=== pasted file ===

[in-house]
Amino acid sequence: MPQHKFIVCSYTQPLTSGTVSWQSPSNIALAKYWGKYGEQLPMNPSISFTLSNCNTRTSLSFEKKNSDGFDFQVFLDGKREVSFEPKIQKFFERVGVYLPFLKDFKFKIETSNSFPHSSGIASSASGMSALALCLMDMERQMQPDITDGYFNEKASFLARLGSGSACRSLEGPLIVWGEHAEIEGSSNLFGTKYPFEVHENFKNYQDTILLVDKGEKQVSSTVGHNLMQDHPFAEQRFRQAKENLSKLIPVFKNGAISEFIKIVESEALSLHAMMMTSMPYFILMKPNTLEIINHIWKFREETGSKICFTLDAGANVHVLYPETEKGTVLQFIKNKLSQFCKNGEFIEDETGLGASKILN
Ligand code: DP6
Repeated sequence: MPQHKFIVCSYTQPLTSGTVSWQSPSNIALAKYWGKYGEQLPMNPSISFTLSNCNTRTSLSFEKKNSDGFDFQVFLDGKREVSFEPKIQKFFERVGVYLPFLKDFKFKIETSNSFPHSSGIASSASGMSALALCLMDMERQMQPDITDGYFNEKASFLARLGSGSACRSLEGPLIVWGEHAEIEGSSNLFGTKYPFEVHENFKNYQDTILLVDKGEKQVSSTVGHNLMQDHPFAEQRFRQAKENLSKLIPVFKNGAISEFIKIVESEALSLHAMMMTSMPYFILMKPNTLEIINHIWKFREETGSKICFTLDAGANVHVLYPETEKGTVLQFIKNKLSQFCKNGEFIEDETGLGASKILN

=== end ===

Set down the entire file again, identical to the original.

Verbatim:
[in-house]
Amino acid sequence: MPQHKFIVCSYTQPLTSGTVSWQSPSNIALAKYWGKYGEQLPMNPSISFTLSNCNTRTSLSFEKKNSDGFDFQVFLDGKREVSFEPKIQKFFERVGVYLPFLKDFKFKIETSNSFPHSSGIASSASGMSALALCLMDMERQMQPDITDGYFNEKASFLARLGSGSACRSLEGPLIVWGEHAEIEGSSNLFGTKYPFEVHENFKNYQDTILLVDKGEKQVSSTVGHNLMQDHPFAEQRFRQAKENLSKLIPVFKNGAISEFIKIVESEALSLHAMMMTSMPYFILMKPNTLEIINHIWKFREETGSKICFTLDAGANVHVLYPETEKGTVLQFIKNKLSQFCKNGEFIEDETGLGASKILN
Ligand code: DP6
Repeated sequence: MPQHKFIVCSYTQPLTSGTVSWQSPSNIALAKYWGKYGEQLPMNPSISFTLSNCNTRTSLSFEKKNSDGFDFQVFLDGKREVSFEPKIQKFFERVGVYLPFLKDFKFKIETSNSFPHSSGIASSASGMSALALCLMDMERQMQPDITDGYFNEKASFLARLGSGSACRSLEGPLIVWGEHAEIEGSSNLFGTKYPFEVHENFKNYQDTILLVDKGEKQVSSTVGHNLMQDHPFAEQRFRQAKENLSKLIPVFKNGAISEFIKIVESEALSLHAMMMTSMPYFILMKPNTLEIINHIWKFREETGSKICFTLDAGANVHVLYPETEKGTVLQFIKNKLSQFCKNGEFIEDETGLGASKILN